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How Do You Store Your Fruit And Veg?


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  • How Do You Store Your Fruit And Veg?

    Just thinking ahead of this year, Im hoping to produce enough food for me to be able to store some for the winter, Im stuck with how to do this though. I know the obvious one is freezing but freeze what? I couldnt imagine all fruit or veg would be ideal for this?
    I need the cheapest way of storing Ive got plenty of jars and tubs stuff like that.

    Can you guys let me know what you do with yours?

    Jen x
    If you want to view paradise
    Simply look around and view it.

  • #2
    If it won't store in the simplest, cheapest way (a sack or a box in the garage) I don't bother trying to store it.
    Certain types of fruit and veg store in simple conditions much better than others. Generally speaking, the later in the year the crop is ready to harvest, the better it will last through the winter.

    Potatoes and other root vegetables in sacks of dry compost, dry sand or even dry soil have never been ruined by freeze damage in my garage. Many of the ultra-late-keeping apples and pears will tolerate being left outside in the frost and snow. At the moment, if I want an apple I wander outside and pick up a Tydeman's Late Orange out of the grass; still as perfect as when it fell off the tree two months ago and having had time for the acidity to mellow and the flavours to develop.

    Soft fruits take up too much freezer space (and cooking time), but by having a range of varieties you can have fresh fruit most of the year. Start with fresh rhubarb in late winter/early spring, moving to strawberries in early summer, then cherries, currants and summer raspberries in mid-summer (autumn raspberries will fruit in summer as well as autumn if suitably managed), followed by the earliest-ripening apples, pears and plums in late summer and a large range of fruits in the autumn - many of which will store for a few months and sometimes several months for use until fresh fruit and veg comes again in spring.

    Staggering the planting of vegetables gives a more even harvest from mid-summer to autumn. We usually plant a batch of potatoes dangerously early (at risk of frost) but they often do OK and give a really early crop of "new potatoes" in early summer. However, we hold back to a more sensible time for planting the bulk of our potatoes.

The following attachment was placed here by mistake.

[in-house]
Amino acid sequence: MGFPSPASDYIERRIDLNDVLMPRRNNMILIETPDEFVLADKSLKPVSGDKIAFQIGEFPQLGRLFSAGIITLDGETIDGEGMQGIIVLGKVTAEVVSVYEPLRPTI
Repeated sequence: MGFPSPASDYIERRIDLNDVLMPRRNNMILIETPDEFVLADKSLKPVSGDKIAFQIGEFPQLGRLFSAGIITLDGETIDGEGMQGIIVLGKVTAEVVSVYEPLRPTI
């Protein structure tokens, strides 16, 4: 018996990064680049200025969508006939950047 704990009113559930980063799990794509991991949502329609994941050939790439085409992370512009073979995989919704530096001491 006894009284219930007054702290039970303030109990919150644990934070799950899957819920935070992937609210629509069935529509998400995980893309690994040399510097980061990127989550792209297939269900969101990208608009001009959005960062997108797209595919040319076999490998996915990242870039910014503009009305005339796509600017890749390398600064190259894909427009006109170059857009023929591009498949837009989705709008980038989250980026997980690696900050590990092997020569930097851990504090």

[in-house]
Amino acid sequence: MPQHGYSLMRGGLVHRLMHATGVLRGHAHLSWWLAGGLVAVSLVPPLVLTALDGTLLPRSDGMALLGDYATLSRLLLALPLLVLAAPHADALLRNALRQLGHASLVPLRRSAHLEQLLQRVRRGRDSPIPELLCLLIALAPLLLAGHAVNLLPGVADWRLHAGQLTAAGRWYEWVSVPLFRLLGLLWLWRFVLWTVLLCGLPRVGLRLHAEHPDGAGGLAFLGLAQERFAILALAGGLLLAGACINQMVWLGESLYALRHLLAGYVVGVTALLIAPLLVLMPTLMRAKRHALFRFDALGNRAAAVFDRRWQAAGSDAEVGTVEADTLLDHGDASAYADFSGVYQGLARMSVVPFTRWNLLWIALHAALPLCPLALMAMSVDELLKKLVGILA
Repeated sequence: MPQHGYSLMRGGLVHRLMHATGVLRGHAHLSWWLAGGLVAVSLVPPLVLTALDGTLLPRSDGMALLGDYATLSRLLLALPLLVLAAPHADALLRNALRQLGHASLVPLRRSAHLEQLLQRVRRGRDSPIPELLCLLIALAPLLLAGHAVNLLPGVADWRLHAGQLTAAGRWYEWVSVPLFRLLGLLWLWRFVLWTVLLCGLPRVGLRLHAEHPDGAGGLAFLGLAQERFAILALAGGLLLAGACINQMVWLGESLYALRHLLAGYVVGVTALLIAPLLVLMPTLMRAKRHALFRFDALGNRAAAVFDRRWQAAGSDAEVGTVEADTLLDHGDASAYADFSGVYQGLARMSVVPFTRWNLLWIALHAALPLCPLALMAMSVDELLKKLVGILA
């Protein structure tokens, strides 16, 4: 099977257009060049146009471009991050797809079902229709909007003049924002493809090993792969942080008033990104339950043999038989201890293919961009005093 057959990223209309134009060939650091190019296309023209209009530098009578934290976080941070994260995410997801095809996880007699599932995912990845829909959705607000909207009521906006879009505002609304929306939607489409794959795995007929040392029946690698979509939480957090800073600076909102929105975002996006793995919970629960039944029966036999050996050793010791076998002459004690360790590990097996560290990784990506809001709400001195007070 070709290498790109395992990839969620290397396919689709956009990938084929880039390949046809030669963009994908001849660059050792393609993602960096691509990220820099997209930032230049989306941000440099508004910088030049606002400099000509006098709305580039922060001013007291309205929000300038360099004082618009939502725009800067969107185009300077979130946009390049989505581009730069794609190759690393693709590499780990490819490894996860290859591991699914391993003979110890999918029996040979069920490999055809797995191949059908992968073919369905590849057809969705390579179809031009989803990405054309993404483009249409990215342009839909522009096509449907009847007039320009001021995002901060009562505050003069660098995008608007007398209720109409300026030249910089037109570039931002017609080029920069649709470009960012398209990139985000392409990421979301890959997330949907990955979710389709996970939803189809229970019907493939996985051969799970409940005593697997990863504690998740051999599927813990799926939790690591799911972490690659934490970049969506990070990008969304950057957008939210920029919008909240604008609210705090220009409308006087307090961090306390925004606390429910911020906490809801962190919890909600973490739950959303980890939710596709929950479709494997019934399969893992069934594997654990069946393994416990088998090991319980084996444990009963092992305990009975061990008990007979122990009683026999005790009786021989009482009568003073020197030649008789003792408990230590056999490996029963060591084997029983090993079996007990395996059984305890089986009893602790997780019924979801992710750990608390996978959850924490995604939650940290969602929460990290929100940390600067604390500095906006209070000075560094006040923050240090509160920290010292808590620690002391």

With other veg grown from tiny seeds such as lettuces, carrots, parsnips etc, we often let them grow slightly too close together but we eat them as we thin them out (baby carrots) so the last ones left have lots of space and get quite large.
    Some seeds we start in pots on a sunny window in the house, to give them several weeks headstart for when we plant them out after the risk of frosts is gone. Many people use a greenhouse for the same purpose.

    So for us it's more a case of doing what we can to get a steady stream of fruit and veg rather than one great bulk load which can can't eat all at once and which won't keep.


    • #3
      Roots and/or leaves go in the freezer, either prepped for cooking or as soup with other ingredients from the garden. The rest goes straight in my belly

      This year I'm moving more toward berries, which I'll be aiming to try out as jam and other cooked dishes as well as my usual wandering around grazing off the plants


      • #4
        I freeze my surplus beans and fruit, some apples get turned into sauce others are sliced ready for crumbles so is rhubarb, plus make I lots of jams and pickles.
        Another way is to buy a dehydrator they seem to start at around £40 ish.


        • #5
          Raspberries, blackcurrants, blackberries all freeze well, strawberries freeze, but go watery when defrosted but fine for cooking or making into something. Beans, peas, runners, broad beans all freeze well, other veg not so good. Onions, string up and hang somewhere cool and dry for winter use, assume sane with garlic. Potatoes dry, in sacks. Other veg like leeks, cabbage can stay in ground. Make liars of chutney, pickles etc, and of course there is bottling? But I've never done that.


          • #6
            think most of mine will be freezer trying to keep in the ground and I might have a bash at making jam is I get any blueberries this year, Ive got strawberries but either the birds or kids get to them before me!
            If you want to view paradise
            Simply look around and view it.


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